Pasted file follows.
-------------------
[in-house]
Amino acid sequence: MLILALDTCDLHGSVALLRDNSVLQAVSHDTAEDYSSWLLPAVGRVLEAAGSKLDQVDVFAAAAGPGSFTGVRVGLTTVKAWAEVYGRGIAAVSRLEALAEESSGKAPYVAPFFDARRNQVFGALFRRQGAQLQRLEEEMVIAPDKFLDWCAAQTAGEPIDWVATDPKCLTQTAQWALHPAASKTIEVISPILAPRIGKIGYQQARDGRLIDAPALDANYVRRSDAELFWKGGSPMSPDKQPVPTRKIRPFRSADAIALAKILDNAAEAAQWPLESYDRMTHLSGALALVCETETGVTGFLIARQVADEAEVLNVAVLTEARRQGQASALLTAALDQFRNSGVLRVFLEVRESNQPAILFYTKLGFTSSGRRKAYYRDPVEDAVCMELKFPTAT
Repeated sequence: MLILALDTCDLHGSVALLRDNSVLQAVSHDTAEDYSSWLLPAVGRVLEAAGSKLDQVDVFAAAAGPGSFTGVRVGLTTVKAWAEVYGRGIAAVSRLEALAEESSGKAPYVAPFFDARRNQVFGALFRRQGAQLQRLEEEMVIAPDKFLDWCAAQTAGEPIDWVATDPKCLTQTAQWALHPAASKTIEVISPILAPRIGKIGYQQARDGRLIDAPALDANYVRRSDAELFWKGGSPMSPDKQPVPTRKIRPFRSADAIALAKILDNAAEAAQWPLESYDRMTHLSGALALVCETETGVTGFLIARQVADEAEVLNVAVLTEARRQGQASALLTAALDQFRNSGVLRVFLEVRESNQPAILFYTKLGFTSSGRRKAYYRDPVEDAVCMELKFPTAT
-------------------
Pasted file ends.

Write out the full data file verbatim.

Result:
[in-house]
Amino acid sequence: MLILALDTCDLHGSVALLRDNSVLQAVSHDTAEDYSSWLLPAVGRVLEAAGSKLDQVDVFAAAAGPGSFTGVRVGLTTVKAWAEVYGRGIAAVSRLEALAEESSGKAPYVAPFFDARRNQVFGALFRRQGAQLQRLEEEMVIAPDKFLDWCAAQTAGEPIDWVATDPKCLTQTAQWALHPAASKTIEVISPILAPRIGKIGYQQARDGRLIDAPALDANYVRRSDAELFWKGGSPMSPDKQPVPTRKIRPFRSADAIALAKILDNAAEAAQWPLESYDRMTHLSGALALVCETETGVTGFLIARQVADEAEVLNVAVLTEARRQGQASALLTAALDQFRNSGVLRVFLEVRESNQPAILFYTKLGFTSSGRRKAYYRDPVEDAVCMELKFPTAT
Repeated sequence: MLILALDTCDLHGSVALLRDNSVLQAVSHDTAEDYSSWLLPAVGRVLEAAGSKLDQVDVFAAAAGPGSFTGVRVGLTTVKAWAEVYGRGIAAVSRLEALAEESSGKAPYVAPFFDARRNQVFGALFRRQGAQLQRLEEEMVIAPDKFLDWCAAQTAGEPIDWVATDPKCLTQTAQWALHPAASKTIEVISPILAPRIGKIGYQQARDGRLIDAPALDANYVRRSDAELFWKGGSPMSPDKQPVPTRKIRPFRSADAIALAKILDNAAEAAQWPLESYDRMTHLSGALALVCETETGVTGFLIARQVADEAEVLNVAVLTEARRQGQASALLTAALDQFRNSGVLRVFLEVRESNQPAILFYTKLGFTSSGRRKAYYRDPVEDAVCMELKFPTAT